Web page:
“We recognise that local service needs will influence the numbers and location of training opportunities in many sub-specialties through what is being called post-Certificate of Specialty Training credentialing.  However the NHS must remain alert to the risk of further damaging the popularity of hospital medicine as a career if such opportunities are delayed or unavailable to ambitious and capable trainees

“The Shape of Training Report has recognised the tensions which exist between the competing demands of service provision and training. It is essential that the medical workforce is expanded at all levels to alleviate service and training pressures and to improve the training environment. Only by doing this will we be able to improve the quality of training for trainee doctors, make recruitment more sustainable and ultimately result in a higher quality of care for patients.”

Royal College of Surgeons

Professor Norman Williams, President of the Royal College of Surgeons

“We welcome many aspects of this report, particularly its focus on ensuring that postgraduate medical education and training is responsive to changing demographic and patient needs. However, from a surgical perspective we do have some concerns. As acknowledged by the review, surgery takes time to master. It is unclear how, without significantly lengthening their training, surgeons in highly specialist areas such as cardiothoracic surgery or neurosurgery would acquire the necessary skills and experience in the proposed broad based training programmes. We await further detail on how this will work in practice.

“While the College supports the re-introduction of apprenticeship based training, at the heart of this is the relationship between trainers and trainees which is often undermined by shift patterns and rotas. The report does not say how more time for training will be made available under the current working patterns of trainees.

“The recommendation that registration is awarded a year earlier, following graduation from medical school, is of concern to the College. For some time we have expressed our disquiet about the lack of a national curriculum across medical schools. While the review acknowledges issues with undergraduate training, we await to see how medical schools will provide assurance that graduates are capable of working safely in a clinical environment having had limited experience on hospital wards.”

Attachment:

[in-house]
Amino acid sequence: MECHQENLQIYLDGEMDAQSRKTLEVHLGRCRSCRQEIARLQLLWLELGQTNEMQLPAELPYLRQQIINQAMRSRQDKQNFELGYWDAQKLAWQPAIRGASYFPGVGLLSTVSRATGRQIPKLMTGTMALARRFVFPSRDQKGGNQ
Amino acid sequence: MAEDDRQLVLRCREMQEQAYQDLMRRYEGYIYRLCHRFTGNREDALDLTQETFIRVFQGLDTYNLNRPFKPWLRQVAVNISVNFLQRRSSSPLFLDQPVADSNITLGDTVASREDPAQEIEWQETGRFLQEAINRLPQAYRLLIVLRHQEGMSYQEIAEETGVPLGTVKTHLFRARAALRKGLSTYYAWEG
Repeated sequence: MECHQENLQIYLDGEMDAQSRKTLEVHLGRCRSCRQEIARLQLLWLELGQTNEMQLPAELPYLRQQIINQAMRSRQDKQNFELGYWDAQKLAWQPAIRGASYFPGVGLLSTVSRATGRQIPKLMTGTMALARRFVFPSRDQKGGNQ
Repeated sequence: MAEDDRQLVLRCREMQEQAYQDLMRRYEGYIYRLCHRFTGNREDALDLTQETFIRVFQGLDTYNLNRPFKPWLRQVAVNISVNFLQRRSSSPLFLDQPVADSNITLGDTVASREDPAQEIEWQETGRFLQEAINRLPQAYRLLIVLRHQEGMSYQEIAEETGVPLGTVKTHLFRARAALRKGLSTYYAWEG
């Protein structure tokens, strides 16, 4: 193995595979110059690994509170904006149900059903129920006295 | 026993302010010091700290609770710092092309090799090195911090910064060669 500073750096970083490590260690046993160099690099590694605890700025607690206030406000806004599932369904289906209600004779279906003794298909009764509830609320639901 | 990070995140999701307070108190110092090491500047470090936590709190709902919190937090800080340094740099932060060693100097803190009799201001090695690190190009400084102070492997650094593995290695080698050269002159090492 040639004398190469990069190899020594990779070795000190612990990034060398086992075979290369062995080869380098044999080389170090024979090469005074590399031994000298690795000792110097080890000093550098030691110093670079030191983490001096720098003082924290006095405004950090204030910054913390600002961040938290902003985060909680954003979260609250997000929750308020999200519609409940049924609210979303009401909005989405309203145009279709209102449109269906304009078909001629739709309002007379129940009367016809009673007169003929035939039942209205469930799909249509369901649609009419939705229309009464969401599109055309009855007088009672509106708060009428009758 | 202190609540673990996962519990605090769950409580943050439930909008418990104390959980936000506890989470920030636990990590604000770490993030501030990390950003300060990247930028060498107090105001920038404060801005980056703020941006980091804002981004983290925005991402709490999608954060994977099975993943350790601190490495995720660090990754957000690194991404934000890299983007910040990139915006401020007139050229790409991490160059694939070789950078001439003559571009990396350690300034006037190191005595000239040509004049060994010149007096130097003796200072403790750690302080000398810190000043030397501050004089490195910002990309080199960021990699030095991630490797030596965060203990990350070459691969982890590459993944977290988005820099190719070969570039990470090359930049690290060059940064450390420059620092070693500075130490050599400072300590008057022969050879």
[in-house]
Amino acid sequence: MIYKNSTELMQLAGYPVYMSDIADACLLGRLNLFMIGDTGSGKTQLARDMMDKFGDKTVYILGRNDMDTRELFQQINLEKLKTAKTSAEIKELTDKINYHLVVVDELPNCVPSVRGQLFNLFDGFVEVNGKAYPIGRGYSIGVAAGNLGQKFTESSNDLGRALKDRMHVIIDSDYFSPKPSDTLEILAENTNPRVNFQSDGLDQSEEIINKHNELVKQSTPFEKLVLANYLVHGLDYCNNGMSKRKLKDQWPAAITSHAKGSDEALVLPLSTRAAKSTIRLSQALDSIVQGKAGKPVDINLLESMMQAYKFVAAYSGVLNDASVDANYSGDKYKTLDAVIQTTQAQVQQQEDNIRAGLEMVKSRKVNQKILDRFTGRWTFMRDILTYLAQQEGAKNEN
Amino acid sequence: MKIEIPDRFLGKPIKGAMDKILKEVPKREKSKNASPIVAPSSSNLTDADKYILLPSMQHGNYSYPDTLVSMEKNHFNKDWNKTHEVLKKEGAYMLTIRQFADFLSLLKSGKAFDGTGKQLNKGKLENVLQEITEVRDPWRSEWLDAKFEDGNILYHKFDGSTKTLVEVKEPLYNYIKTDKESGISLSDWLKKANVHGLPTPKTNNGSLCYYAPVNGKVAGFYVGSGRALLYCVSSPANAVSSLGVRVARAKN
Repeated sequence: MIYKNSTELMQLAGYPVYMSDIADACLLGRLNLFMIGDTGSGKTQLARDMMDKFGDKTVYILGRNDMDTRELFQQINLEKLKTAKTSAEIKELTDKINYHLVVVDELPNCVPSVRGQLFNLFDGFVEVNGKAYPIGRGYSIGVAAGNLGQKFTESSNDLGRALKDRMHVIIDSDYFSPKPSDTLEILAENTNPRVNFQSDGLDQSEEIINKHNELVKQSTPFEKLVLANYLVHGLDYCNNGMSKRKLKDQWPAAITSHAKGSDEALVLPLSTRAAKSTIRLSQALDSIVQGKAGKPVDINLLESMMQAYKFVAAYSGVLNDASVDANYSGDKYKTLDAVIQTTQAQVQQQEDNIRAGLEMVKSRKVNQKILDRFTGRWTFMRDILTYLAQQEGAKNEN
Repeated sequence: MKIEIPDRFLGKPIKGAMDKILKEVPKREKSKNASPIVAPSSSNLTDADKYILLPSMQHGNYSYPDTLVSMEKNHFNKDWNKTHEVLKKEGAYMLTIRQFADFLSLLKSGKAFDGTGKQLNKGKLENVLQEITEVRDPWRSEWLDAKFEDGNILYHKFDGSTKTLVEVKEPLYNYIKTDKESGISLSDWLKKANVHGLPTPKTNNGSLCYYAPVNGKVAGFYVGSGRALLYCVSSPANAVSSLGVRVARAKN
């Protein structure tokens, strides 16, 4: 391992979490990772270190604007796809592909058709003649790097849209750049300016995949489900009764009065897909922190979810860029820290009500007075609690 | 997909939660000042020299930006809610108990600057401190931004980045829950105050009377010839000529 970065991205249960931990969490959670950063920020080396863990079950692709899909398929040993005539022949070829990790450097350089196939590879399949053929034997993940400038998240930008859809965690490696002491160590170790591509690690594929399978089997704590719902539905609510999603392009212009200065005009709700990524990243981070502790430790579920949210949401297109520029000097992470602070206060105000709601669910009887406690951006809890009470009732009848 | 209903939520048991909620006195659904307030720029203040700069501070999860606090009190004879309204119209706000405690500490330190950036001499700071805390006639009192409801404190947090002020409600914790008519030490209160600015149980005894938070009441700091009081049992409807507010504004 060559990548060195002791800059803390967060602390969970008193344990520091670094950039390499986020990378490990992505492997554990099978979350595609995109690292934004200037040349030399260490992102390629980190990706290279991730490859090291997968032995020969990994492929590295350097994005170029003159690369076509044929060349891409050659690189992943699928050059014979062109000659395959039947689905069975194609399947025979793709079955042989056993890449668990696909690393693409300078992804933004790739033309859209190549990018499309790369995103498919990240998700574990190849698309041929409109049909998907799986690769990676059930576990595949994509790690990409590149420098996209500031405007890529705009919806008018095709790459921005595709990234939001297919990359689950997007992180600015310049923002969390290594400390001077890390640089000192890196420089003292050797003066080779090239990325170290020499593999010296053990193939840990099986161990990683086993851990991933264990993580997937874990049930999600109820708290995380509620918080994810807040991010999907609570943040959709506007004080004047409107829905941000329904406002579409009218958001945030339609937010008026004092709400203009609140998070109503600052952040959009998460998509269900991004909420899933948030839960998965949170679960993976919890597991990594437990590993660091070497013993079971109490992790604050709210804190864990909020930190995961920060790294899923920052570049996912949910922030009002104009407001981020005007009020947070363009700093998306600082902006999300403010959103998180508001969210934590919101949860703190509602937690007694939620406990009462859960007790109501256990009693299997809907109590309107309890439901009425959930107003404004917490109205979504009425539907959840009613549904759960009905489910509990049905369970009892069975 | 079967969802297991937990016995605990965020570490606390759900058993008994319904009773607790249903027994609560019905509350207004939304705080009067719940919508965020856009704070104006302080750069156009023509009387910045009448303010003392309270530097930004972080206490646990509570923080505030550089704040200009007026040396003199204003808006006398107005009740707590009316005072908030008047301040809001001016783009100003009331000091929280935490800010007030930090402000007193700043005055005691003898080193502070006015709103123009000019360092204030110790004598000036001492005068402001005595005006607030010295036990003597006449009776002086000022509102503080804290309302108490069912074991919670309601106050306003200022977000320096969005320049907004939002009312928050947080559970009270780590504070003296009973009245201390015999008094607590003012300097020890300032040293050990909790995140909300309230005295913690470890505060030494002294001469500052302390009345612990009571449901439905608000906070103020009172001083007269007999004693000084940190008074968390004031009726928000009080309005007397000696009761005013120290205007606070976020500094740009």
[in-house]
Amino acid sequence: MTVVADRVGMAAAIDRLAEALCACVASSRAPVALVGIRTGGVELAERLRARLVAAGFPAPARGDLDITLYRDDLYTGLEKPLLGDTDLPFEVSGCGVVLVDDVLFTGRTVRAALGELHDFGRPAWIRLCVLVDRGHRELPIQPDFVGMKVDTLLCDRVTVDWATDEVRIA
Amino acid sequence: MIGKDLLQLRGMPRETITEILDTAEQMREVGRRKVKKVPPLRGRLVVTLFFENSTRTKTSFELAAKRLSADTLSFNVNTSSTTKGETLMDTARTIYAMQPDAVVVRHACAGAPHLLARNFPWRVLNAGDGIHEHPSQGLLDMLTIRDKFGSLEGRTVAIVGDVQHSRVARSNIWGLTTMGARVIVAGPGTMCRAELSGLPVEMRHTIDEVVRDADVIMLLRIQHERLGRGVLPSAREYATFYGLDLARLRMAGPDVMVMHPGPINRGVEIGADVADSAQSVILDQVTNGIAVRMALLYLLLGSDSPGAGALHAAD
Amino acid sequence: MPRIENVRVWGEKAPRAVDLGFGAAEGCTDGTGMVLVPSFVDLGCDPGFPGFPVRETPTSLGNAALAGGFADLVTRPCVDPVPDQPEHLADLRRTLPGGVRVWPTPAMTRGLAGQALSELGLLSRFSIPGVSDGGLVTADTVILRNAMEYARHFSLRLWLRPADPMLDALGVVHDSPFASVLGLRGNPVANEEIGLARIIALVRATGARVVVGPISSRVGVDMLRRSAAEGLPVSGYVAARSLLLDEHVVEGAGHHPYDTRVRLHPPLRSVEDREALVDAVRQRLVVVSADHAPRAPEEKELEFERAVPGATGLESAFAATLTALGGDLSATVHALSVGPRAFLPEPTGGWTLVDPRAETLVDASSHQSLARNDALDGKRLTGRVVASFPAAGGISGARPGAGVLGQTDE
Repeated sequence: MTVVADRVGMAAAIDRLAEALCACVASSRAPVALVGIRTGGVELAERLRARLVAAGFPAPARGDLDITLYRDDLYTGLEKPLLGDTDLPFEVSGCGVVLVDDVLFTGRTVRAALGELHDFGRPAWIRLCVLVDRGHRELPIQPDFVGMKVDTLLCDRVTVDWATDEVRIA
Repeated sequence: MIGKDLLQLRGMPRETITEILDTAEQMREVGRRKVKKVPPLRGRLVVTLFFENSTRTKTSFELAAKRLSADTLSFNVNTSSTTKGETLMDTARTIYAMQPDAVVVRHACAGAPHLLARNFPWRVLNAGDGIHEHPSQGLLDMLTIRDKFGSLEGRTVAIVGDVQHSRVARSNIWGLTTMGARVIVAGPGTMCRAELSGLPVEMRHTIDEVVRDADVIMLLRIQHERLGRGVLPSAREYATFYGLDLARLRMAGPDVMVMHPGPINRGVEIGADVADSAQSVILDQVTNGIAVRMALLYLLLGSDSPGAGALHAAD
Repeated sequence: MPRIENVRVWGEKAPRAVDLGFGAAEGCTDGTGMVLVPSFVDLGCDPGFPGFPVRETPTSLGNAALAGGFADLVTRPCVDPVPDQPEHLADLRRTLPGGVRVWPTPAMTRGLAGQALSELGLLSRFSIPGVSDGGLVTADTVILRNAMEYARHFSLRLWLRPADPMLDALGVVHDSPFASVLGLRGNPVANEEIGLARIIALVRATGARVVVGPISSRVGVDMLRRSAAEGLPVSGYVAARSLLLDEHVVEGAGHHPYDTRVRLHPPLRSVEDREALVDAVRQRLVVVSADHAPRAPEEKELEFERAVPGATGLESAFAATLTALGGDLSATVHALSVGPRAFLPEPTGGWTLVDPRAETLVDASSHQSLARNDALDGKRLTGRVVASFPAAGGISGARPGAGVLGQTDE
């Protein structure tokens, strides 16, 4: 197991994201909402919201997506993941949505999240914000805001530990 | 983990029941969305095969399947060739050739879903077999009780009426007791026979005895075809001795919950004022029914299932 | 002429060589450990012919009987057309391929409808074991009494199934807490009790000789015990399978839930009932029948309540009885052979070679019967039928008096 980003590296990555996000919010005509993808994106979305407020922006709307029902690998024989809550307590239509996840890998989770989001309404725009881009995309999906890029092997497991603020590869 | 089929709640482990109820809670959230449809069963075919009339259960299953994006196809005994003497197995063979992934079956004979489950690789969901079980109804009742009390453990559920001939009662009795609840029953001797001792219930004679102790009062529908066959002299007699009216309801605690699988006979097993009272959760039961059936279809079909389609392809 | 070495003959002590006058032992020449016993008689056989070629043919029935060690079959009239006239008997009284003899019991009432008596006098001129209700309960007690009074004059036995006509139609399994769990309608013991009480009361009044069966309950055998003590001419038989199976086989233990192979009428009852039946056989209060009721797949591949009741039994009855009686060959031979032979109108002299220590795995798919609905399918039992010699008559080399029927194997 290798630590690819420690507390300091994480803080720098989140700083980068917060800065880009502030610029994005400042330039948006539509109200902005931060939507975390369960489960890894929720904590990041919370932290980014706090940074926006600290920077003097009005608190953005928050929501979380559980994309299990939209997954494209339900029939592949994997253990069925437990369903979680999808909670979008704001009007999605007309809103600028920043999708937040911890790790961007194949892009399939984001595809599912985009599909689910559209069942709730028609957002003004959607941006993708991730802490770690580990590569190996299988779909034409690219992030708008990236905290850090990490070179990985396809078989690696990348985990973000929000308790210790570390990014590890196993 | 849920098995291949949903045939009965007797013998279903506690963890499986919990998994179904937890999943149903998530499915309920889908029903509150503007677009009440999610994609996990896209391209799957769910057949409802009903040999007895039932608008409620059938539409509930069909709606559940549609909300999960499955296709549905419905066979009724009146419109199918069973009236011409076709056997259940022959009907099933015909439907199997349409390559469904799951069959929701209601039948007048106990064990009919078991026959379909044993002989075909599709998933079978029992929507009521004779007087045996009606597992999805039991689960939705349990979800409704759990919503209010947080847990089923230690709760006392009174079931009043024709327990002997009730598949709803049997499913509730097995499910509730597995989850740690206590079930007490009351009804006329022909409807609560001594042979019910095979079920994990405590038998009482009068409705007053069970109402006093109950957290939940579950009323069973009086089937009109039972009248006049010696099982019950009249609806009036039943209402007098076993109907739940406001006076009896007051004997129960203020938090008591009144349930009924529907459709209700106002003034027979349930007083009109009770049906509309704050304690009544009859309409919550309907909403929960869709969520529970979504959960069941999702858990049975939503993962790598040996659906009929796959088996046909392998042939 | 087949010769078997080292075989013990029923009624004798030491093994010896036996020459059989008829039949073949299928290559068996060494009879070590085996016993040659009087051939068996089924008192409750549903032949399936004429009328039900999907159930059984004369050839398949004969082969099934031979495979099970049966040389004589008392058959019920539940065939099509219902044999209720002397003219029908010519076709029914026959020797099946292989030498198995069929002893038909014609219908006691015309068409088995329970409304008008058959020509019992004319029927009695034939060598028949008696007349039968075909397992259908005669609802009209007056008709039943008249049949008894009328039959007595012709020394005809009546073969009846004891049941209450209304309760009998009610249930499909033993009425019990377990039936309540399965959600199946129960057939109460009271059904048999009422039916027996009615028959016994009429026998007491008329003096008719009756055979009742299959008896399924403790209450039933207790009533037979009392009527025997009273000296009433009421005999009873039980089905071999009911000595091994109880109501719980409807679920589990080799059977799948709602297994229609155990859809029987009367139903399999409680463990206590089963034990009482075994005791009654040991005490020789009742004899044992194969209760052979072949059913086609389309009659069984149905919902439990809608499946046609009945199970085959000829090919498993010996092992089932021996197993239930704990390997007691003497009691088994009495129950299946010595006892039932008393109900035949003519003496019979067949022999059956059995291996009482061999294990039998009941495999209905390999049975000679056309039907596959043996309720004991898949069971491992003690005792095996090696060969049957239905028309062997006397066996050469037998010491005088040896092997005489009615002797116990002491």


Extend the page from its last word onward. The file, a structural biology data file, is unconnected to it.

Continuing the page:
General Medical Council

GMC chair Professor Sir Peter Rubin

“We warmly welcome the final report from Professor David Greenaway’s Shape of Training review.

“We are pleased Professor Greenaway’s focus is on the changing demographics in the UK, and especially on the ageing population and growing number of people with complex medical conditions.

“We particularly welcome the idea of a more flexible training structure for doctors and for doctors to be able to change roles and specialties throughout their career so we can continue to attract and retain the best doctors in the profession.

“Some of the recommendations will require further discussion, including the suggestion that full registration should be awarded at the point of graduation from medical school. But overall we are confident that these recommendations will help to improve the way doctors are trained and provide clear benefits for patients and the public within the health service now and in the future. The key is to ensure that we are able to make steady progress towards these reforms while maintaining some stability in a system that has already been subject to a great deal of change and pressure in recent years.”